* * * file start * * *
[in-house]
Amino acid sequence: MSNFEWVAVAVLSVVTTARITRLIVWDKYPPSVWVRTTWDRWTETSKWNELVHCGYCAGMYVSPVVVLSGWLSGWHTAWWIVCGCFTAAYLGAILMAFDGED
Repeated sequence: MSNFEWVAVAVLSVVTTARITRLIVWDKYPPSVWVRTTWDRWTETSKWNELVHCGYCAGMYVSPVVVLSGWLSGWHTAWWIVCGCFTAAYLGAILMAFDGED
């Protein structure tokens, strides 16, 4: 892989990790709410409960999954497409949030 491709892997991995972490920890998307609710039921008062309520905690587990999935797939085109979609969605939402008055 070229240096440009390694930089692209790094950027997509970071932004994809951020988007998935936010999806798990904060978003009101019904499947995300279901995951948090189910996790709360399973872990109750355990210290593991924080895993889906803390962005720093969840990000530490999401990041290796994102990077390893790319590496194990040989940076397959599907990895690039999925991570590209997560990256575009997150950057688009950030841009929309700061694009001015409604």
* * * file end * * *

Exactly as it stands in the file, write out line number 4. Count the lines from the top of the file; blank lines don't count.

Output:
């Protein structure tokens, strides 16, 4: 892989990790709410409960999954497409949030 491709892997991995972490920890998307609710039921008062309520905690587990999935797939085109979609969605939402008055 070229240096440009390694930089692209790094950027997509970071932004994809951020988007998935936010999806798990904060978003009101019904499947995300279901995951948090189910996790709360399973872990109750355990210290593991924080895993889906803390962005720093969840990000530490999401990041290796994102990077390893790319590496194990040989940076397959599907990895690039999925991570590209997560990256575009997150950057688009950030841009929309700061694009001015409604």